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Torah is Freedom

Rabbi David Samson17 Cheshvan 5764
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William P. and Marie R. Lowenstein Foundation
Question
I would like to live a more spiritual life, but Judaism just doesn’t turn me on. All it offers is endless restrictions and laws – you can’t go to the beach on Saturday, you can’t eat cheeseburgers, you have to say the same fixed prayers over and over again… Rabbis try to paint a rosy picture of Judaism, but I am longing for freedom from the shackles of material life, not enslavement to a straitjacket of laws.
Answer
Ironically, the commandments of the Torah, the real pathways to freedom, are seen as the greatest barriers to t’shuva. People seeking lofty spiritual horizons feel constricted by the details of Jewish law. They seek to escape the world and its material demands. They long for a life of spiritual retreat and pure contemplation. Thus the commandments of the Torah, with their focus on perfecting practical life, are seen as barriers to their goals.[1] While separation from one’s usual world of endeavor may be helpful in the early stages of t’shuva, spiritual nirvana is not the end of the road. G-d did not create man to reject life and sit alone on an isolated mountaintop. Rather, man’s goal should be to uplift all of the world to the Divine harmony set forth in the Torah. A person’s eating should be holy, his married life should be holy, his comportment and speech should be holy, even his business should be conducted in a holy, “spiritual” fashion. All of these things can only be achieved when a Jew is versed in the details of Jewish law and practice.[2] Only then can he align his life with G-d’s transcendental plan for Creation. Only then can he free himself from the shackles of sin and false notions of spirituality. For example, in order to enjoy the free-flying sensation of paragliding, a person can’t simply jump off a cliff. If he does, he will crash. First, he has to learn all of the detailed rules of paragliding – how to tie the cords, how to adjust the harness, how to control the winds. He has to learn what to do, and just as importantly, what not to do. If he pulls the wrong cord when he wants to ascend, he could end up plummeting into the water. Before he can experience the freedom of flight, he has to master all of the rules of the sport. Otherwise, he is embarking on a course of disaster. 1. See “The Art of T’Shuva,” Chapter 15. 2. Orot HaT’shuva, 8:4.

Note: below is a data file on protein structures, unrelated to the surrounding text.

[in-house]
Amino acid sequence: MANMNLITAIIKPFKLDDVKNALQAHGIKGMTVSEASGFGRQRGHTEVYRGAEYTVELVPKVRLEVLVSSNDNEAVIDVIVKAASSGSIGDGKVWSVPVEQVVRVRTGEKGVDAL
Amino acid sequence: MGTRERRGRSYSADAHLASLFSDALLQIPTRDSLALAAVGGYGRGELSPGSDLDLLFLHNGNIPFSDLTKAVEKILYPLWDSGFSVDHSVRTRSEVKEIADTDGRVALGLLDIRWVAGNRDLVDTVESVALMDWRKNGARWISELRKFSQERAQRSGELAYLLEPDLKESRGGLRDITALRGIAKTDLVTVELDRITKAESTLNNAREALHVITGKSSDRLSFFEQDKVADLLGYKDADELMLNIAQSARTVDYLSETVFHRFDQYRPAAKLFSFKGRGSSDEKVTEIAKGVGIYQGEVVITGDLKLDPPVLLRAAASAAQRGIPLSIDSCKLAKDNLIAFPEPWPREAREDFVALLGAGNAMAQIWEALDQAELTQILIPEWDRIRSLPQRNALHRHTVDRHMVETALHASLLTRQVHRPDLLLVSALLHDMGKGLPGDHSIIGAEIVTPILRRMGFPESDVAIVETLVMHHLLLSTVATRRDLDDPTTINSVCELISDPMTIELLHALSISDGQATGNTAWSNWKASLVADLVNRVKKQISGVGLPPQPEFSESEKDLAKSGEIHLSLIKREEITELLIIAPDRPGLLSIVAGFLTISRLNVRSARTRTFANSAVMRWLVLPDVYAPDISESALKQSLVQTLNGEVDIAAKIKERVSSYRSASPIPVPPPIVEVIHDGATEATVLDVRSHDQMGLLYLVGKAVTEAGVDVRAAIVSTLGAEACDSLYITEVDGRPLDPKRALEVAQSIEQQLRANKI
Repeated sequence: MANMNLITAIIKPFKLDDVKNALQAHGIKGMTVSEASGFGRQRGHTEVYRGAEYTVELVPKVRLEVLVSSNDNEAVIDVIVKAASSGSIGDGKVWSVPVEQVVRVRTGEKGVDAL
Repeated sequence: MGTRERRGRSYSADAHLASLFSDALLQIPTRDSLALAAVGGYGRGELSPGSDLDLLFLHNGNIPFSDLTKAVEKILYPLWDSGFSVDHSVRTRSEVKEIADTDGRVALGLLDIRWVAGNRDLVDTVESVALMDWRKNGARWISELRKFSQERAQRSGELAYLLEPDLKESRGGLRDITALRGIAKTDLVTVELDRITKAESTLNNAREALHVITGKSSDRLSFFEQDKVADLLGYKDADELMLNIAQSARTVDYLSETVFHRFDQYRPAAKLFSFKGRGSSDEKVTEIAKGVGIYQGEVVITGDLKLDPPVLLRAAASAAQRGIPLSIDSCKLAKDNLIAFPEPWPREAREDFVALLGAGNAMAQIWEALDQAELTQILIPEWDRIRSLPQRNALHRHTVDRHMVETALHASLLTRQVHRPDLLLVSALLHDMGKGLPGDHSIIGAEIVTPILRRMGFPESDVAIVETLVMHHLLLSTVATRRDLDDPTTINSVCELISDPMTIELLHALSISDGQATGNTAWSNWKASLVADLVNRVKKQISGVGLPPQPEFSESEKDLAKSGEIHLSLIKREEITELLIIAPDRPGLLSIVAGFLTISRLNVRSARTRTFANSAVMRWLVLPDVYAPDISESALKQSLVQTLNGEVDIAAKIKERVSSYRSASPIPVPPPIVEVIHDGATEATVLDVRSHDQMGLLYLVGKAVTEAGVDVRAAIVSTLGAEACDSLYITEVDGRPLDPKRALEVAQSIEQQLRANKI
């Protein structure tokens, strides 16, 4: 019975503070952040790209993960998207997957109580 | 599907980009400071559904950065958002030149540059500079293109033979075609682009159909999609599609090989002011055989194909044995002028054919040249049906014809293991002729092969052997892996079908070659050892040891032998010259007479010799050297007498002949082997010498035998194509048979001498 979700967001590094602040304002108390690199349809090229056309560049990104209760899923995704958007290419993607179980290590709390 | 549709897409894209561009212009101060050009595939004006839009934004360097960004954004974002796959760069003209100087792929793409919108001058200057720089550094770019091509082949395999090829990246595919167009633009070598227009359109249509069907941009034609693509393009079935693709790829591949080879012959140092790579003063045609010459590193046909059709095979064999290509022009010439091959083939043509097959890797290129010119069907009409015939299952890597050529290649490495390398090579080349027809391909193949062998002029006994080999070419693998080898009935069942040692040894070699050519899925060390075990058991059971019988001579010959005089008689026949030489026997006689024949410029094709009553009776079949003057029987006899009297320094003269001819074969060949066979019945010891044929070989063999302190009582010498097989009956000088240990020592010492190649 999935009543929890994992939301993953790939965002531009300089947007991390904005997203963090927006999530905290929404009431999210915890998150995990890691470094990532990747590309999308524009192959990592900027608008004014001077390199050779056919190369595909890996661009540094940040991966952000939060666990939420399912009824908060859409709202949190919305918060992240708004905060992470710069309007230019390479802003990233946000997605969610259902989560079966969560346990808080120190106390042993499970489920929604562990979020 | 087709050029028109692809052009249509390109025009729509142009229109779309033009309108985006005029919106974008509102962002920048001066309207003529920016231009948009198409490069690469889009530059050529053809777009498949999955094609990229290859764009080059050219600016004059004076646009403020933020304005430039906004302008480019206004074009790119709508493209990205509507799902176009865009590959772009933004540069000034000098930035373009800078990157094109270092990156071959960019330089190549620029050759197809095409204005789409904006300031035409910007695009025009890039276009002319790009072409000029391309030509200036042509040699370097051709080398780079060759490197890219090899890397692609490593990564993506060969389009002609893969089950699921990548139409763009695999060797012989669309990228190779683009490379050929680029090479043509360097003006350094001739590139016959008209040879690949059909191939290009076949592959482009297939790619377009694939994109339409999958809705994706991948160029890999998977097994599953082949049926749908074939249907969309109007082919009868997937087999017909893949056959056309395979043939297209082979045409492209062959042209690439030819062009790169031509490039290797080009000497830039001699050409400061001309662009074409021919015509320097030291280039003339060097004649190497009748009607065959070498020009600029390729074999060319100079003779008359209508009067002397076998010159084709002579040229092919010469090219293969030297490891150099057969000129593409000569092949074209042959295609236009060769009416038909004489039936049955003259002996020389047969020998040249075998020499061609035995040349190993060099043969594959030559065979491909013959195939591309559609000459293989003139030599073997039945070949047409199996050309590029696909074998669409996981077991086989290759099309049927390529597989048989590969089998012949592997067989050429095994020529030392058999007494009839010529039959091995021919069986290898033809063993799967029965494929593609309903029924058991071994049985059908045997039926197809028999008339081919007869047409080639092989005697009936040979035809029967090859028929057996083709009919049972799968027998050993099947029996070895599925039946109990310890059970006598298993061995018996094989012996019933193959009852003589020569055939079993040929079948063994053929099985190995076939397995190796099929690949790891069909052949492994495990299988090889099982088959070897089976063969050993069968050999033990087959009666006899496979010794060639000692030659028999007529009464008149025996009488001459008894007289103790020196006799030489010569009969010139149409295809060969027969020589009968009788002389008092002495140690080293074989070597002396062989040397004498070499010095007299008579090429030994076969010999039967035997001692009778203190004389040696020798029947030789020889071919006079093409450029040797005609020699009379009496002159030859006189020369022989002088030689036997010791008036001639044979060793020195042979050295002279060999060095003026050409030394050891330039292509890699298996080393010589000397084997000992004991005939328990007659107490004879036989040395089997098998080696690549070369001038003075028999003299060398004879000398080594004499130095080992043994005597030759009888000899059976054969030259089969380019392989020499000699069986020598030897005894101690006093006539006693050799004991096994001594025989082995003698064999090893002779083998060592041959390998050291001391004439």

Rabbi David Samson is one of the leading English-speaking Torah scholars in the Religious-Zionist movement in Israel. He has co-authored four books on the writings of Rabbi Avraham Yitzchak Hacohen Kook and Rabbi Tzvi Yehuda Kook. Rabbi Samson learned for twelve years under the tutelage of Rabbi Tzvi Yehuda Kook. He served as Rabbi of the Kehillat Dati Leumi Synagogue in Har Nof, Jerusalem, and teaches Jewish Studies at Mercaz HaRav Yeshiva Institutions.
Tzvi Fishman was a successful Hollywood screenwriter before making Aliyah to Israel in 1984. He has co-authored several Torah works with Rabbi David Samson and written several books on Jewish/Israel topics.
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